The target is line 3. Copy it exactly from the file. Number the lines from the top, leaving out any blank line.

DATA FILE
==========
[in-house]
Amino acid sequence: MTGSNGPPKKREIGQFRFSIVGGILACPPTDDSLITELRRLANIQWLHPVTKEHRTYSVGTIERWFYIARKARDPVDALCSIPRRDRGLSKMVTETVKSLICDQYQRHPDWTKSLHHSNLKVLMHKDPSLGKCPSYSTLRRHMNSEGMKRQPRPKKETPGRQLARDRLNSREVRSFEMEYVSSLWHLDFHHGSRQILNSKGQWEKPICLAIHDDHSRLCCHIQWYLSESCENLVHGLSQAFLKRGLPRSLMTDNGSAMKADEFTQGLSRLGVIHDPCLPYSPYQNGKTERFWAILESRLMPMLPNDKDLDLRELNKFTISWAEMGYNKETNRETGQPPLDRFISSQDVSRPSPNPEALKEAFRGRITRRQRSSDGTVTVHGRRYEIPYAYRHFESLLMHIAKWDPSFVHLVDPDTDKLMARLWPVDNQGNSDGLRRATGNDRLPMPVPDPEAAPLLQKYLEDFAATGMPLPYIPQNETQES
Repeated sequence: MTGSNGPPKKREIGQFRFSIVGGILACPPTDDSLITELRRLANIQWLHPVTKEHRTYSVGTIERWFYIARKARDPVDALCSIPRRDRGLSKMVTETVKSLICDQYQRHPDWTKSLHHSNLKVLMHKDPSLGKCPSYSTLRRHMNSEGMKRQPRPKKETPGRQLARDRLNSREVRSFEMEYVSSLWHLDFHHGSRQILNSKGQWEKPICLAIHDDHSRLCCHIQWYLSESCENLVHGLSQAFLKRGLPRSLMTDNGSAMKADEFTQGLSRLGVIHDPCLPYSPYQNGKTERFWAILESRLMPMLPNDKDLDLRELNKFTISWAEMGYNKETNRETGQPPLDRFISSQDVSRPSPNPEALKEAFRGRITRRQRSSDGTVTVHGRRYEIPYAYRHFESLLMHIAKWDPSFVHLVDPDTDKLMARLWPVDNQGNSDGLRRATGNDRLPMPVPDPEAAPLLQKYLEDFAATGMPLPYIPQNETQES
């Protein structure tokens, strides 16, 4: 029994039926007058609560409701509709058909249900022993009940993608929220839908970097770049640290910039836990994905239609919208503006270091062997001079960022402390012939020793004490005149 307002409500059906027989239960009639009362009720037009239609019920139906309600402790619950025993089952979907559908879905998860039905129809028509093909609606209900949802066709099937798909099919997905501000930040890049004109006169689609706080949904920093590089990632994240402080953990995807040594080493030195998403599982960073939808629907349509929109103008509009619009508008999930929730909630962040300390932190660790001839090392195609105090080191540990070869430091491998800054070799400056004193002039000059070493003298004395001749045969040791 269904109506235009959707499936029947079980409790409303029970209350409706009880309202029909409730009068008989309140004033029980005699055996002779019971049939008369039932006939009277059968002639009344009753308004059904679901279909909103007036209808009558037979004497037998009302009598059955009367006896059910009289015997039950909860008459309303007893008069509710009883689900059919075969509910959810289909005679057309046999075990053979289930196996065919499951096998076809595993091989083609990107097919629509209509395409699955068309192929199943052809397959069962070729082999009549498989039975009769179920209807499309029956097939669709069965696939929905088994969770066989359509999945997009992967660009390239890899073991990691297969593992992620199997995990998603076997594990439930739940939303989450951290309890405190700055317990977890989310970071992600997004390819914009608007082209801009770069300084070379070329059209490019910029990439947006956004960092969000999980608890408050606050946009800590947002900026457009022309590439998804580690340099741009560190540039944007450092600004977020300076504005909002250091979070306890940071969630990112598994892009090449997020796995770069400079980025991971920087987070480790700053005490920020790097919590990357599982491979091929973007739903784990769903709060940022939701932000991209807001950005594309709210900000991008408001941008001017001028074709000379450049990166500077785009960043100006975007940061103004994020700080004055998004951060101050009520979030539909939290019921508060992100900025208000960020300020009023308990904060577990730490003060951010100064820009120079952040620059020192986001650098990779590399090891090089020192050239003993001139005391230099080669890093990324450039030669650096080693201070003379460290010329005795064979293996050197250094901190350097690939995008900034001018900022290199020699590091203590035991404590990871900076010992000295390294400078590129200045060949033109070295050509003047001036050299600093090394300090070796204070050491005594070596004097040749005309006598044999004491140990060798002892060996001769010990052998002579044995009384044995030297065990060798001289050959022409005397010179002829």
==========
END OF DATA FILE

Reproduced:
Repeated sequence: MTGSNGPPKKREIGQFRFSIVGGILACPPTDDSLITELRRLANIQWLHPVTKEHRTYSVGTIERWFYIARKARDPVDALCSIPRRDRGLSKMVTETVKSLICDQYQRHPDWTKSLHHSNLKVLMHKDPSLGKCPSYSTLRRHMNSEGMKRQPRPKKETPGRQLARDRLNSREVRSFEMEYVSSLWHLDFHHGSRQILNSKGQWEKPICLAIHDDHSRLCCHIQWYLSESCENLVHGLSQAFLKRGLPRSLMTDNGSAMKADEFTQGLSRLGVIHDPCLPYSPYQNGKTERFWAILESRLMPMLPNDKDLDLRELNKFTISWAEMGYNKETNRETGQPPLDRFISSQDVSRPSPNPEALKEAFRGRITRRQRSSDGTVTVHGRRYEIPYAYRHFESLLMHIAKWDPSFVHLVDPDTDKLMARLWPVDNQGNSDGLRRATGNDRLPMPVPDPEAAPLLQKYLEDFAATGMPLPYIPQNETQES